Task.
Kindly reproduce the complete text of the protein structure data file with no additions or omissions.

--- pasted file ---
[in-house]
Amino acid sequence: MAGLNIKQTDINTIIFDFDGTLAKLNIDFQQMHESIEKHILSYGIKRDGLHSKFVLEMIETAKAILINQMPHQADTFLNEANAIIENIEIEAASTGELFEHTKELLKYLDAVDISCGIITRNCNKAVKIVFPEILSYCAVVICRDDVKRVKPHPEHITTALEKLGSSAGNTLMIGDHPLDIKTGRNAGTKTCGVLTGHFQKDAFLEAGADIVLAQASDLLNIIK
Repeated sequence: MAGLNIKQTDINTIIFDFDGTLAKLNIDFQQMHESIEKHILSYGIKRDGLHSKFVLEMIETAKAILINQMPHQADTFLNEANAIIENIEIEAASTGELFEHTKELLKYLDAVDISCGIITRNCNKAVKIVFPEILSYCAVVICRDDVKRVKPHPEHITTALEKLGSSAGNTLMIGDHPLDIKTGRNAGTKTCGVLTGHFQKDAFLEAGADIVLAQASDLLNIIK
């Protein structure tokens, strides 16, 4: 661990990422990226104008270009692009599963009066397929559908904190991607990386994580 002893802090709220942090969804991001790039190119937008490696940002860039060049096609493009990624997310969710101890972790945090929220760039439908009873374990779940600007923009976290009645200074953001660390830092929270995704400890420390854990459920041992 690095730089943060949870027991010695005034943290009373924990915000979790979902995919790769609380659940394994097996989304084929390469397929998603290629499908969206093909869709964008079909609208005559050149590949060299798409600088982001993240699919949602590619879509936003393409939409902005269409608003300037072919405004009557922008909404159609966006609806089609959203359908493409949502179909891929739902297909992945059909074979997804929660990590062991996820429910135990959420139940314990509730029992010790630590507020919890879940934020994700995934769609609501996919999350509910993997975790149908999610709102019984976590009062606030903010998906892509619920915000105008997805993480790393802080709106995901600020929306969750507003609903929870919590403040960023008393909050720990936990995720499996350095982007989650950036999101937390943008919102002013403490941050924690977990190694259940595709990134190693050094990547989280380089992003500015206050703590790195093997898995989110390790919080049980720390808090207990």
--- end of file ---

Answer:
[in-house]
Amino acid sequence: MAGLNIKQTDINTIIFDFDGTLAKLNIDFQQMHESIEKHILSYGIKRDGLHSKFVLEMIETAKAILINQMPHQADTFLNEANAIIENIEIEAASTGELFEHTKELLKYLDAVDISCGIITRNCNKAVKIVFPEILSYCAVVICRDDVKRVKPHPEHITTALEKLGSSAGNTLMIGDHPLDIKTGRNAGTKTCGVLTGHFQKDAFLEAGADIVLAQASDLLNIIK
Repeated sequence: MAGLNIKQTDINTIIFDFDGTLAKLNIDFQQMHESIEKHILSYGIKRDGLHSKFVLEMIETAKAILINQMPHQADTFLNEANAIIENIEIEAASTGELFEHTKELLKYLDAVDISCGIITRNCNKAVKIVFPEILSYCAVVICRDDVKRVKPHPEHITTALEKLGSSAGNTLMIGDHPLDIKTGRNAGTKTCGVLTGHFQKDAFLEAGADIVLAQASDLLNIIK
């Protein structure tokens, strides 16, 4: 661990990422990226104008270009692009599963009066397929559908904190991607990386994580 002893802090709220942090969804991001790039190119937008490696940002860039060049096609493009990624997310969710101890972790945090929220760039439908009873374990779940600007923009976290009645200074953001660390830092929270995704400890420390854990459920041992 690095730089943060949870027991010695005034943290009373924990915000979790979902995919790769609380659940394994097996989304084929390469397929998603290629499908969206093909869709964008079909609208005559050149590949060299798409600088982001993240699919949602590619879509936003393409939409902005269409608003300037072919405004009557922008909404159609966006609806089609959203359908493409949502179909891929739902297909992945059909074979997804929660990590062991996820429910135990959420139940314990509730029992010790630590507020919890879940934020994700995934769609609501996919999350509910993997975790149908999610709102019984976590009062606030903010998906892509619920915000105008997805993480790393802080709106995901600020929306969750507003609903929870919590403040960023008393909050720990936990995720499996350095982007989650950036999101937390943008919102002013403490941050924690977990190694259940595709990134190693050094990547989280380089992003500015206050703590790195093997898995989110390790919080049980720390808090207990």